US - The New York City Employees' Retirement System (NYCERS) has reached a settlement of its securities class action against Apple over claims of improper stock options backdating practices.
The computer giant agreed to pay $16.5m in exchange for dismissal of the claims, which were alleged to have taken place between 2001 and 2006.
Backdating is the issuing of stock options to an employee for a date other than an employee's first day of employment, in an effort to potentially boost their value. Apple's past backdating practices have been examined by the Securities & Exchange Commission. In 2007 The SEC filed related charges against former Apple chief financial officer Fred Anderson and former general counsel Nancy Heinen.
As part of the settlement, Apple will pay $14m to be distributed to the plaintiff class of shareholders, lead by NYCERS, and has agreed to establish key corporate governance reforms at the company. Apple will also contribute $2.5m to a dozen corporate governance programmes across the country.
The $14msettlement fund is reserved for the class of investors who purchased Apple securities between Aug. 24, 2001, and June 29, 2006, when Apple first disclosed irregularities in the manner in which it had accounted for thousands of stock options.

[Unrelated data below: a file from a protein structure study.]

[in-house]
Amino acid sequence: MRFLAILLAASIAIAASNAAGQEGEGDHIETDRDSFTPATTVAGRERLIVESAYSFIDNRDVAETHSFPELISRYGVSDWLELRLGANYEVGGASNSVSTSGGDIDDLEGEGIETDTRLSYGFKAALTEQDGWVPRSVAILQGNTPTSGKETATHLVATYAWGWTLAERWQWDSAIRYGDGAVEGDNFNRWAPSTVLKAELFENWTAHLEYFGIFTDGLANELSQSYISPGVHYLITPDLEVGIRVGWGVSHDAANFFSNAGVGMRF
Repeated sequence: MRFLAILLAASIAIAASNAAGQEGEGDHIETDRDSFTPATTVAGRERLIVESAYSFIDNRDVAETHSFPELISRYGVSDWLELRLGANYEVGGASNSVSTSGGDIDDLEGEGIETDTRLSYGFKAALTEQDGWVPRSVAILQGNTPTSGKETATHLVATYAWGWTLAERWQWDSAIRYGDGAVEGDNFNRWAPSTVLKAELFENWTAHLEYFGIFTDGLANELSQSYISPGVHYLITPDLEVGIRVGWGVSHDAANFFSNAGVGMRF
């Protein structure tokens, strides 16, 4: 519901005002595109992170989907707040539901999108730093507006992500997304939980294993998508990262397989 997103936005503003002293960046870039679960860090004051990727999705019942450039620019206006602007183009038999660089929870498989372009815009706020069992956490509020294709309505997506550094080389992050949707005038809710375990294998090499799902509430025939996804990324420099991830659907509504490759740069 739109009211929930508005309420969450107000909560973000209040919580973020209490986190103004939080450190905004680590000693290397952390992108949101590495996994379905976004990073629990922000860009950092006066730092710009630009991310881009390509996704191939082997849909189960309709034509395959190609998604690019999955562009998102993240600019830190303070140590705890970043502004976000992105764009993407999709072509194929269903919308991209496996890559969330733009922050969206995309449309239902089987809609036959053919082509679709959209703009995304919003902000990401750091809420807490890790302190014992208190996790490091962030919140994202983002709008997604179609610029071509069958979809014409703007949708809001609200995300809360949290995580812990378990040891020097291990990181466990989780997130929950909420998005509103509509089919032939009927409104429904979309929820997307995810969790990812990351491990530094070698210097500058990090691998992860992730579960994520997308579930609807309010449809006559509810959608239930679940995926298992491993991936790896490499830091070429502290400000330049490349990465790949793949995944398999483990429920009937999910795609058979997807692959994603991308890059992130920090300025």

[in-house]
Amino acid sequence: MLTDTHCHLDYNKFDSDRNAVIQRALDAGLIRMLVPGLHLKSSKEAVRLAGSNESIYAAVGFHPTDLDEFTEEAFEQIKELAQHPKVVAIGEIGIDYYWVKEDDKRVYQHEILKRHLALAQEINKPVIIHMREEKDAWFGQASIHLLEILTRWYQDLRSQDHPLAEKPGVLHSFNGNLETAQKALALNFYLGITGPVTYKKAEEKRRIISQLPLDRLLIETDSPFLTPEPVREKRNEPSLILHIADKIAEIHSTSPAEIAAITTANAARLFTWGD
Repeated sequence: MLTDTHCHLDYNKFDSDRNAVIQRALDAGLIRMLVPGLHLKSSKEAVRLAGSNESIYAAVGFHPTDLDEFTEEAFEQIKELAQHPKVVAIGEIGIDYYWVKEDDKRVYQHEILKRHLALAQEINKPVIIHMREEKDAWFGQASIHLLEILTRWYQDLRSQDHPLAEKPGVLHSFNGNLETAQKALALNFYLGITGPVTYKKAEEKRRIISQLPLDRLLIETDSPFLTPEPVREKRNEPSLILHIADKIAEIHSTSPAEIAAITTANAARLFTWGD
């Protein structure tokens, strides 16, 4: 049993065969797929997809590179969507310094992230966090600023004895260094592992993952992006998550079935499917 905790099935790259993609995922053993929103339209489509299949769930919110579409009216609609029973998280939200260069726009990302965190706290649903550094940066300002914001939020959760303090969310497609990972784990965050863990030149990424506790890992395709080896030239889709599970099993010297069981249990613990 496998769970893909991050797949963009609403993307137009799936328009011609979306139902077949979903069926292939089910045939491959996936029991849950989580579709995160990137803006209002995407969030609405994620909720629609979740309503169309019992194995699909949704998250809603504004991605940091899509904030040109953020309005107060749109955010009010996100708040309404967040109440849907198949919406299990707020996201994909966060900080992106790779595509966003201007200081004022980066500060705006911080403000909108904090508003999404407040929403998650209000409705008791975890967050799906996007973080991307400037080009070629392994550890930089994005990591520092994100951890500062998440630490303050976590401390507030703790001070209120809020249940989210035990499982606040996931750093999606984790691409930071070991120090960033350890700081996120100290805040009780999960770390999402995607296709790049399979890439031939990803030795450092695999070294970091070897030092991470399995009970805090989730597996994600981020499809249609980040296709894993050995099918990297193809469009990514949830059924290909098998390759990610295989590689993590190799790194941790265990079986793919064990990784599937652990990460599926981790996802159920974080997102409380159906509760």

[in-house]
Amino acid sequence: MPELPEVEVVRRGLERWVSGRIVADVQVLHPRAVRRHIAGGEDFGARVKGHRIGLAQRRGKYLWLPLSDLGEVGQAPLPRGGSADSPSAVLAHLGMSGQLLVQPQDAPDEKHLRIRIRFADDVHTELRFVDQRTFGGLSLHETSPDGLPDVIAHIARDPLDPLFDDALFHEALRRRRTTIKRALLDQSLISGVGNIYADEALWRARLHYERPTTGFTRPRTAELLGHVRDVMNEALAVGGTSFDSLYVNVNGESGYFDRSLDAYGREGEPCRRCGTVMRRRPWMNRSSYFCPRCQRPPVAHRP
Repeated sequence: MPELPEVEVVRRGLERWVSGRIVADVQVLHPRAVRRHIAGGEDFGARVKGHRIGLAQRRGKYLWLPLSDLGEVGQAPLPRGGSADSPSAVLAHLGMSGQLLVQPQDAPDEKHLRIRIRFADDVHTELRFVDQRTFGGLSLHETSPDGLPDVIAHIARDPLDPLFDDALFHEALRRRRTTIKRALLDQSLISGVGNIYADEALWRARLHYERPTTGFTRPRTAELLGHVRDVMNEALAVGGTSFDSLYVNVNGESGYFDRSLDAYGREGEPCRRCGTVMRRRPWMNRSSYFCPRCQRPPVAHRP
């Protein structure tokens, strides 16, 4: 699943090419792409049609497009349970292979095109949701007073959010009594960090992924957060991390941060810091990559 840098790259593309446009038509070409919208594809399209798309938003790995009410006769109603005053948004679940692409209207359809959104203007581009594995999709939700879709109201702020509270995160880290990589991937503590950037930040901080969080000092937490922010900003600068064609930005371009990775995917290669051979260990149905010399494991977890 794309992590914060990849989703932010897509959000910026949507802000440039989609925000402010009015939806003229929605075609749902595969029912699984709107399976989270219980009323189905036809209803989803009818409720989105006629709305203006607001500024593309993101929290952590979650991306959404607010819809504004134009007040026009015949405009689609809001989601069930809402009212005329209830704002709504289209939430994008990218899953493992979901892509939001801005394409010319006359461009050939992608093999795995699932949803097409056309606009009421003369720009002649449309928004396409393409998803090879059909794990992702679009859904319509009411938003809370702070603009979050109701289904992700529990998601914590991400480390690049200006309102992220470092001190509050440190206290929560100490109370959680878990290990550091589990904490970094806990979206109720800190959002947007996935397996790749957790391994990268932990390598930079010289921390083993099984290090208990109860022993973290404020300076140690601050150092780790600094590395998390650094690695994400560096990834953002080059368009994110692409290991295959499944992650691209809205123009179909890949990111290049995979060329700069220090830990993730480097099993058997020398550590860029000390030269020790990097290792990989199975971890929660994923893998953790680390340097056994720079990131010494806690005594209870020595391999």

New York City comptroller John C. Liu said: "The settlement demonstrates that as institutional investors we can change the ways corporations do business.
"It not only holds Apple accountable. It also protects Apple shareholders going forward by requiring the board to adopt and maintain policies that will help to prevent similar pay abuses in the future."
Corporation counsel Michael A. Cardozo, chief legal officer for the City of New York and counsel to the City's pension funds, added: "This settlement is an excellent example of shareholder advocacy, and compensates shareholders for systematic options backdating at the company. We are happy to have reached an accord with Apple after four years of litigation."
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